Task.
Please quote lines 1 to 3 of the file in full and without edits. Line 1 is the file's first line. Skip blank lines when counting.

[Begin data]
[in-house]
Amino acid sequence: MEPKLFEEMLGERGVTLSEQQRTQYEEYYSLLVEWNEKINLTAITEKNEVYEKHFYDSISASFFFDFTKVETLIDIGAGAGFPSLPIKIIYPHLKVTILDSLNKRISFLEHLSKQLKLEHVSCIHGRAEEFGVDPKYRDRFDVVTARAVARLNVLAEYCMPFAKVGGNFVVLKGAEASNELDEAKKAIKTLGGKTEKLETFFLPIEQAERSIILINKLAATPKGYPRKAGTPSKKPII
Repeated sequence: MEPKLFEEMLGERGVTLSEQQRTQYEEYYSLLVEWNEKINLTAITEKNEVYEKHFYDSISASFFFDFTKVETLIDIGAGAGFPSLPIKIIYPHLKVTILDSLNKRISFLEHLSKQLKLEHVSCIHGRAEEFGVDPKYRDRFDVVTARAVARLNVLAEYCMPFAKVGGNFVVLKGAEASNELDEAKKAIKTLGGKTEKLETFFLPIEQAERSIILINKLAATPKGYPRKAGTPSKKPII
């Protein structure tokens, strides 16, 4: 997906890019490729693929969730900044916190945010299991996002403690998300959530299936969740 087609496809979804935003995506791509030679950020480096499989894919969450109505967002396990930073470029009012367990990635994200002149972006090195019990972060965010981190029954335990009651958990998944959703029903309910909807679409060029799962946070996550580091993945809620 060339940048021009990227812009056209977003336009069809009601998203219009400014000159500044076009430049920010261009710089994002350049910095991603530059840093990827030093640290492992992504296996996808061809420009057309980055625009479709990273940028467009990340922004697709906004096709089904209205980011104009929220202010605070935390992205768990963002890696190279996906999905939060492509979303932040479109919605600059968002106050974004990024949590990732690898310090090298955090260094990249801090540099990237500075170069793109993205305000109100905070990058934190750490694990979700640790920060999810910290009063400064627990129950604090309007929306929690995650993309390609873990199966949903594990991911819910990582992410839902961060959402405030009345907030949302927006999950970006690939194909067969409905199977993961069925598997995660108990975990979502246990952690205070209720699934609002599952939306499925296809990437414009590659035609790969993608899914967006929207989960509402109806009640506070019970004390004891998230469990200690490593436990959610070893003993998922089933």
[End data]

[in-house]
Amino acid sequence: MEPKLFEEMLGERGVTLSEQQRTQYEEYYSLLVEWNEKINLTAITEKNEVYEKHFYDSISASFFFDFTKVETLIDIGAGAGFPSLPIKIIYPHLKVTILDSLNKRISFLEHLSKQLKLEHVSCIHGRAEEFGVDPKYRDRFDVVTARAVARLNVLAEYCMPFAKVGGNFVVLKGAEASNELDEAKKAIKTLGGKTEKLETFFLPIEQAERSIILINKLAATPKGYPRKAGTPSKKPII
Repeated sequence: MEPKLFEEMLGERGVTLSEQQRTQYEEYYSLLVEWNEKINLTAITEKNEVYEKHFYDSISASFFFDFTKVETLIDIGAGAGFPSLPIKIIYPHLKVTILDSLNKRISFLEHLSKQLKLEHVSCIHGRAEEFGVDPKYRDRFDVVTARAVARLNVLAEYCMPFAKVGGNFVVLKGAEASNELDEAKKAIKTLGGKTEKLETFFLPIEQAERSIILINKLAATPKGYPRKAGTPSKKPII